Tips For Improving Communication in the Presence of Hearing Loss

Two women having a conversation outside

Communication in the presence of hearing loss can be trying—for each party. For individuals with hearing loss, partial hearing can be stressful and draining, and for their communication partners, the constant repeating can be equally taxing.

But the challenge can be alleviated providing both parties assume responsibility for productive communication. Since communication is a two way process, the two parties should work together to conquer the challenges of hearing loss.

Here are some useful tips for effective communication.

Tips for those with hearing loss

If you have hearing loss:

  • Aim for full disclosure; don’t just say that you have difficulty hearing. Identify the cause of your hearing loss and provide recommendations for the other person to best communicate with you.
  • Suggest to your conversation partner things like:
    • Keep short distances in between us
    • Face-to-face communication is best
    • Get my attention before talking to me
    • Talk slowly and clearly without screaming
  • Find tranquil locations for conversations. Reduce background noise by shutting off music, finding a quiet booth at a restaurant, or identifying a quiet room at home.
  • Retain a sense of humor. Our patients frequently have fond memories of absurd misunderstandings that they can now chuckle about.

Remember that people are usually empathetic, but only if you make the effort to explain your position. If your conversation partner is mindful of your challenges and preferences, they’re considerably less likely to become angry when communication is disrupted.

Guidelines for those without hearing loss

If your communication partner has hearing loss:

  • Get the person’s attention before speaking. Don’t yell from across the room and face the person when speaking.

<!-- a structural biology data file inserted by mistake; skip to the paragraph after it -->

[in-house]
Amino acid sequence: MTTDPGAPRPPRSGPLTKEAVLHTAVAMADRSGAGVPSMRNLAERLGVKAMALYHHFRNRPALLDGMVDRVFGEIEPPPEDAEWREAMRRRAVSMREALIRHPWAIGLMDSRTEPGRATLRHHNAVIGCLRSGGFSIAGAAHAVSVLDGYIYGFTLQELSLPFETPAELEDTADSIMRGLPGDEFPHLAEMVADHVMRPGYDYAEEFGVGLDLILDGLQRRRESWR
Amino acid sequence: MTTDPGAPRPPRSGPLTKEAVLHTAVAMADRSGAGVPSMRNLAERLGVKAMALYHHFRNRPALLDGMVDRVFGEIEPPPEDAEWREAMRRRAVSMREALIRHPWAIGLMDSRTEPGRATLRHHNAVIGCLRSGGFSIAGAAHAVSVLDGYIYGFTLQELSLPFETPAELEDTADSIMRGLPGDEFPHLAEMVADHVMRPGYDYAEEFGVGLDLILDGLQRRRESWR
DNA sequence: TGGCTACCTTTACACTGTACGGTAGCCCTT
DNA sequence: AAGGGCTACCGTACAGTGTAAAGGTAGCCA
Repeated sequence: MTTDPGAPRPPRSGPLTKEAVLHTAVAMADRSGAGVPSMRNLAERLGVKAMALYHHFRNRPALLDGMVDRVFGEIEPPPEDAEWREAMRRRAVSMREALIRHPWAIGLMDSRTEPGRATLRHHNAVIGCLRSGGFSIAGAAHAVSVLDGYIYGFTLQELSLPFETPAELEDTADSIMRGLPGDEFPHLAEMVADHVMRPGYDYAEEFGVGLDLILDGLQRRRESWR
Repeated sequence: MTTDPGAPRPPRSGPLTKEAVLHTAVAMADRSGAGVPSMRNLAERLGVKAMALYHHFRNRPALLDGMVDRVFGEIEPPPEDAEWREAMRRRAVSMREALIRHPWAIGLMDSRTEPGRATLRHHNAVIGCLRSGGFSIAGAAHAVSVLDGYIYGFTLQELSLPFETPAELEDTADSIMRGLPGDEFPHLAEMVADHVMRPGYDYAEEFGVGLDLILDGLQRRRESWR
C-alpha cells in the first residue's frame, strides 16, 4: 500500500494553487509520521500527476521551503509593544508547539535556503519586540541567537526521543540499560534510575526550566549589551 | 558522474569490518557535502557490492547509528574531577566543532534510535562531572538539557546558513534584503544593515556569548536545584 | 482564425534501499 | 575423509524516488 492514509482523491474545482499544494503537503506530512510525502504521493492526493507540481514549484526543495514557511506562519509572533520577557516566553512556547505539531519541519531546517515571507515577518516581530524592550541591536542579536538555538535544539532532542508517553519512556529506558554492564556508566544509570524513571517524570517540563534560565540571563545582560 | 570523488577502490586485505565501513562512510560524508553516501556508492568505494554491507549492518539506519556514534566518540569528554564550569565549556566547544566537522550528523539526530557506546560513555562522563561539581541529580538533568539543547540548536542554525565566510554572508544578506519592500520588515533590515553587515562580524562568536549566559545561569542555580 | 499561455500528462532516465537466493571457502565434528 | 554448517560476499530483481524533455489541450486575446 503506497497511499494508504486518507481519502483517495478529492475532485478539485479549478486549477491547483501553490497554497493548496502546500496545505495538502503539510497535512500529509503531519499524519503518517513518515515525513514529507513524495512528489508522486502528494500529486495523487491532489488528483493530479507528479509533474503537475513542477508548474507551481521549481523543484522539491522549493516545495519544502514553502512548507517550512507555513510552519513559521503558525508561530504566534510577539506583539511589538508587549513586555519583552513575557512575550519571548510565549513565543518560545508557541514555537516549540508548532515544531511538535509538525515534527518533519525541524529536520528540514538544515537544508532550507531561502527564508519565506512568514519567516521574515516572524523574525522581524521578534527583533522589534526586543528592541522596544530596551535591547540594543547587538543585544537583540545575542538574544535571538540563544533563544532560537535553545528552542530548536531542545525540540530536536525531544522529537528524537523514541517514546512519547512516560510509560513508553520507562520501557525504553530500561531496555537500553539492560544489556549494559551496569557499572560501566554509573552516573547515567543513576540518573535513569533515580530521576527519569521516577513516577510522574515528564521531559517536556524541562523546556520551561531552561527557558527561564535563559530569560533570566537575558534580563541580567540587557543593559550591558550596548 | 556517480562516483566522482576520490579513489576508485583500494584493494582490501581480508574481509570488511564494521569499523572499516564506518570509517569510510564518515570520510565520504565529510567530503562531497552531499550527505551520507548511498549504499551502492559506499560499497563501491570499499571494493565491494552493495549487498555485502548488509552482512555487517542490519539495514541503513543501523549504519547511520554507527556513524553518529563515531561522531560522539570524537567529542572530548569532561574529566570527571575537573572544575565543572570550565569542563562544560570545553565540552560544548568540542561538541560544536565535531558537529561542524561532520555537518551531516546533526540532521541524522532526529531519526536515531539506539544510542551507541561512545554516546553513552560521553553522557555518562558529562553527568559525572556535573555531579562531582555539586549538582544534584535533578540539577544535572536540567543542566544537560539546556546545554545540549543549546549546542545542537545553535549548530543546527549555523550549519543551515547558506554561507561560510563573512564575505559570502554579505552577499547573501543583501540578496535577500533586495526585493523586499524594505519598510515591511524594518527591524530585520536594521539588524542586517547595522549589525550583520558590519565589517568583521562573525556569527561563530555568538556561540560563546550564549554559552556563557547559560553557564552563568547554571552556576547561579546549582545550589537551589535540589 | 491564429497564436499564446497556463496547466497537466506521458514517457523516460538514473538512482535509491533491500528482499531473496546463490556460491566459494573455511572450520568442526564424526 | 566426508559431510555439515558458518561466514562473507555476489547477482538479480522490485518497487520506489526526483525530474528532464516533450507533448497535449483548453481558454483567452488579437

• Ensure that the person can see your lips and articulate your words carefully. Maintain a consistent volume in your speech.
  • Limit background noise by choosing quiet areas for discussions. Turn off the TV or radio.
  • In group settings, ensure that only one person is speaking at any given time.
  • Keep in mind that for those with hearing loss, it is a hearing problem, not a comprehension problem. Be prepared to repeat yourself from time to time, and remember that this is not because of a lack of intelligence on their part.
  • Never use the phrase “never mind.” This expression is dismissive and implies that the person is not worthy of having to repeat what was significant enough to say in the first place.

When communication breaks down, it’s easy to pin the blame on the other person, but that’s the wrong approach.

As an example, consider John and Mary. John has hearing loss and Mary has average hearing, and they are having considerable communication issues. John is convinced Mary is insensitive to his hearing loss and Mary believes that John is using his hearing loss as a justification to be inattentive.

Instead, what if John found techniques to develop his listening skills, and offered advice for Mary to communicate better? Simultaneously, what if Mary did the same and tried to find ways that she could communicate more clearly.

Now, both John and Mary are taking responsibility for their own communication and are not blaming the other person for the difficulties. This is the only route to better communication.

Do you have any communication tips you’d like to add? Tell us in a comment.

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